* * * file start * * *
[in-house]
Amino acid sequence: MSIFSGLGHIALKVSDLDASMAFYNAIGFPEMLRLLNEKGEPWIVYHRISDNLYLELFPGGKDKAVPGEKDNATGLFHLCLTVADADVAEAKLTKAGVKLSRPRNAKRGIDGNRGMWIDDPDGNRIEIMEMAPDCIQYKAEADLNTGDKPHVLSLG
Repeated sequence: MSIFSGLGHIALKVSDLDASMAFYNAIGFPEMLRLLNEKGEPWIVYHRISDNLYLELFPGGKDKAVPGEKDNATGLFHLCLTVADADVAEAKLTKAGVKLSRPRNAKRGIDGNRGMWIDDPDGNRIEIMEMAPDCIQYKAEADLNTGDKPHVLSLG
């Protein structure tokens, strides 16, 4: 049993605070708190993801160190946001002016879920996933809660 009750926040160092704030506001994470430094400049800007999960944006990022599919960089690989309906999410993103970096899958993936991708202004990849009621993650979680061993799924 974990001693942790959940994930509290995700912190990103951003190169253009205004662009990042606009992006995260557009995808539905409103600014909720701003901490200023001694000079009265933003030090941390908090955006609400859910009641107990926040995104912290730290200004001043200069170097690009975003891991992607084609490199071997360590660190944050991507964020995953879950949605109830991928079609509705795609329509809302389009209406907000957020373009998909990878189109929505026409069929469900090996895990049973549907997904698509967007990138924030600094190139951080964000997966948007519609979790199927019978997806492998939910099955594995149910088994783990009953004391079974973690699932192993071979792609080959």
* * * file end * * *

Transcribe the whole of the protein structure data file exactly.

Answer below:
[in-house]
Amino acid sequence: MSIFSGLGHIALKVSDLDASMAFYNAIGFPEMLRLLNEKGEPWIVYHRISDNLYLELFPGGKDKAVPGEKDNATGLFHLCLTVADADVAEAKLTKAGVKLSRPRNAKRGIDGNRGMWIDDPDGNRIEIMEMAPDCIQYKAEADLNTGDKPHVLSLG
Repeated sequence: MSIFSGLGHIALKVSDLDASMAFYNAIGFPEMLRLLNEKGEPWIVYHRISDNLYLELFPGGKDKAVPGEKDNATGLFHLCLTVADADVAEAKLTKAGVKLSRPRNAKRGIDGNRGMWIDDPDGNRIEIMEMAPDCIQYKAEADLNTGDKPHVLSLG
């Protein structure tokens, strides 16, 4: 049993605070708190993801160190946001002016879920996933809660 009750926040160092704030506001994470430094400049800007999960944006990022599919960089690989309906999410993103970096899958993936991708202004990849009621993650979680061993799924 974990001693942790959940994930509290995700912190990103951003190169253009205004662009990042606009992006995260557009995808539905409103600014909720701003901490200023001694000079009265933003030090941390908090955006609400859910009641107990926040995104912290730290200004001043200069170097690009975003891991992607084609490199071997360590660190944050991507964020995953879950949605109830991928079609509705795609329509809302389009209406907000957020373009998909990878189109929505026409069929469900090996895990049973549907997904698509967007990138924030600094190139951080964000997966948007519609979790199927019978997806492998939910099955594995149910088994783990009953004391079974973690699932192993071979792609080959």